Electricity line charges are set to climb over 60 percent in some parts of Otago in the next five years.
That's after the Commerce Commission gave Aurora Energy the go ahead to spend $563 million to fix and run its network over that time.
The network is in desperate need of upgrades after years of underinvestment left it in a precarious state.
Aurora's network supplies electricity to more than 90,000 consumers in Dunedin, Queenstown Lakes and Central Otago.
It was fined almost $5 million last year after excessive outages between 2016 and 2019, but the company hoped $327 million of improvements would provide a safe and more reliable network.
However, some felt left out in the cold over how the company would cover that cost.
Central Otago and Wānaka residents would face increases to line charges of between $380 and $875 a year by 2026, while in Dunedin - where residents already paid less - it would only rise by between $270 and $540, according to the commission's estimates.
Central Otago's Mayor, Tim Cadogan, said he had been fighting for a more equitable spread of the cost of repairing and improving the network, but today's announcement came as no surprise.
"In some ways this is coming to the end of a long battle that we were always at high risk of losing," he said.
"We're not as badly off as we would've been if Aurora's original proposal had've got through, but that's probably pretty cold comfort considering how much the increases are. But we need a network that works."
After the Electricity Authority backed Aurora's approach it was "fait accompli" that Central Otago would be faced with larger hikes, he said.
The council would also have to work through what it meant for its operations as a large consumer of power in the district.
But, as last winter showed, there was little point in having lower power prices if there was no power.
"The town I live in, Clyde, on the coldest June day that we've had in just about forever - minus 10 degrees - the power went out because the network's not up to scratch. I visited elderly people that day who didn't have fireplaces and they were in dire straits. We were at the point of starting to talk about a civil defence emergency because we were going to have to get people out if the power didn't come back on," he said.
A reliable network also brought economic benefits for the district as it made it more attractive to business, Cadogan said, though he acknowledged it was cold comfort for those facing price hikes.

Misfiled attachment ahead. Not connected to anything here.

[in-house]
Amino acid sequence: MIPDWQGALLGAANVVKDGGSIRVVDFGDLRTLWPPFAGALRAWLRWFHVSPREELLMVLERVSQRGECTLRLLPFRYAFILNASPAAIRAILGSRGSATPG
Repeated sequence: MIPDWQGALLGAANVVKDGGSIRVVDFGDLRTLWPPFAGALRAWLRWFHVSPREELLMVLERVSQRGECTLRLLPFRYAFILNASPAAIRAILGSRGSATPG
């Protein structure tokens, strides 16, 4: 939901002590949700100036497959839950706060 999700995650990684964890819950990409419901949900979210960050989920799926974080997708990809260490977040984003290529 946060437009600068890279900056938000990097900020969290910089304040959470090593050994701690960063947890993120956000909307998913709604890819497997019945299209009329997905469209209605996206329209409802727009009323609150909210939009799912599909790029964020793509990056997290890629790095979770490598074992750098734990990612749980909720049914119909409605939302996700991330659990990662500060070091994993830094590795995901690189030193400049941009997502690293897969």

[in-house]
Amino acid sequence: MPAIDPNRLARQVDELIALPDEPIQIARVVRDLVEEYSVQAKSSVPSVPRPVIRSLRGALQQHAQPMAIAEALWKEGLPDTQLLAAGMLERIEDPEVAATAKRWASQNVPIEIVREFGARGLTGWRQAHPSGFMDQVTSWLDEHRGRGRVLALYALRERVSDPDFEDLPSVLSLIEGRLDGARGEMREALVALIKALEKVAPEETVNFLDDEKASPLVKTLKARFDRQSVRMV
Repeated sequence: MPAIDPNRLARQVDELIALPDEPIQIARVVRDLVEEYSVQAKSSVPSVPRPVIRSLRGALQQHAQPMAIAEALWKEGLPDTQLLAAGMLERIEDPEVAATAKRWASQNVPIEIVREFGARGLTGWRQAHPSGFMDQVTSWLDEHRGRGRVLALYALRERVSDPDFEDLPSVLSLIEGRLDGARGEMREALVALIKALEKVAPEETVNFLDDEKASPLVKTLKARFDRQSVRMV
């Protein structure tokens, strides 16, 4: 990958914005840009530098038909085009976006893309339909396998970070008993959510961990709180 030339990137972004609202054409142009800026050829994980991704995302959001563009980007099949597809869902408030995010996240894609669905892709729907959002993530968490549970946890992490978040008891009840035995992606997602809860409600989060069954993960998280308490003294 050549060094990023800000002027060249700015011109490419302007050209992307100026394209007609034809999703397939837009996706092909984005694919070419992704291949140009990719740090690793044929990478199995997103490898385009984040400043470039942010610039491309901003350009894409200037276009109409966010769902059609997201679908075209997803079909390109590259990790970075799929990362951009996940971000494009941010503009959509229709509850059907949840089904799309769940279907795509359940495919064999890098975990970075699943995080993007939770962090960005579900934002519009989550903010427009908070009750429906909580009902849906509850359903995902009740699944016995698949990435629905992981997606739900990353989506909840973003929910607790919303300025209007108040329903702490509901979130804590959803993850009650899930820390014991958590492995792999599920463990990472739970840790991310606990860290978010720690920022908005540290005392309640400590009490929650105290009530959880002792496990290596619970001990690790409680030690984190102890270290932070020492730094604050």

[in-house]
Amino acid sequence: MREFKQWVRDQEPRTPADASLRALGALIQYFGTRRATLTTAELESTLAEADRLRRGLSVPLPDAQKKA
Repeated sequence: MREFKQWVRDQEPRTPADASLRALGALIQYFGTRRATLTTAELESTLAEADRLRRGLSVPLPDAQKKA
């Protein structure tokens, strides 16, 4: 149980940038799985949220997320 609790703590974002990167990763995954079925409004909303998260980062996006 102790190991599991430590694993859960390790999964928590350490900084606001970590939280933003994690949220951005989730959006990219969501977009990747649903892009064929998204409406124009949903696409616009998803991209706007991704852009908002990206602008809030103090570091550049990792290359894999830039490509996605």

Grey Power Central Otago secretary Margaret Lorenz said the price increases meant some elderly residents on fixed incomes would face the choice between leaving the heating off over winter or not being able to pay the bills.
"The older ones are going to be affected the most because a lot of them don't have big nest eggs and they rely on their super and very little else. Even now it gets to be a choice about paying bills or eating - it is quite serious for some of them," she said.
Aurora chief executive Richard Fletcher said he was pleased the commission had listened to Aurora's pleas to increase their spending from the $523 million allowed under the commission's draft decision.
"We've been heard and the decision confirms that the credibility of the investment set out in our CPP (customied price-quality path) is robust. This is a reflection of the work our teams at Aurora have put in over the last few years and this decision allows us to now deliver on the commitments we have made to our consumer," he said.
It was still more than $45 million less than what Aurora had proposed, though Fletcher said he stood by what they had originally outlined.
The company was still working through what the commission's changes to the company's original proposal would mean for delivering improvements to the network - but it would not change their approach to safety.
"Safety will not be compromised. We'll have to look at the details around the reliability, but safety will not be compromised through this plan," Fletcher said.
"We do have, we recognise that, we have some work to do to restore the reputation of Aurora and the only way we'll do that is through delivering a safe and reliable network for our customers."
He understood the company had made mistakes in the past and it would work to better keep its consumers in the loop, he said.
"We continue to think, and the Electricity Authority confirmed this, that the way we allocate [pricing] across the three regions is appropriate. What we have committed to do is to engage further with communities on how those revenues get allocated across those three regions and that's something we'll be doing in detail in October."
Commerce Commission associate commissioner John Crawford said the region deserved a reliable and safe power supply.
"No one wants to live or work in an area where the power supply is unsafe and unreliable, and everyone agrees that the network needs to be fixed and I think what we've done is provide the funding to ensure consumers get the reliable and safe network that they deserve and that's in their best long-term interests to have that network at that state."
The commission was now taking feedback on proposals to improve public transparency of Aurora's operations.
Cadogan said he would be fighting to ensure Aurora was open and honest in how it delivered on its plans over the next five years, and he called for the Commerce Commission to be there to help locals understand the process.
"We need the commission to be a watchdog and not asleep in its kennel, but right on the end of its leash making sure that Aurora does what it's been allowed to do under this decision today."
Submissions on the commission's latest proposals close on 10 May.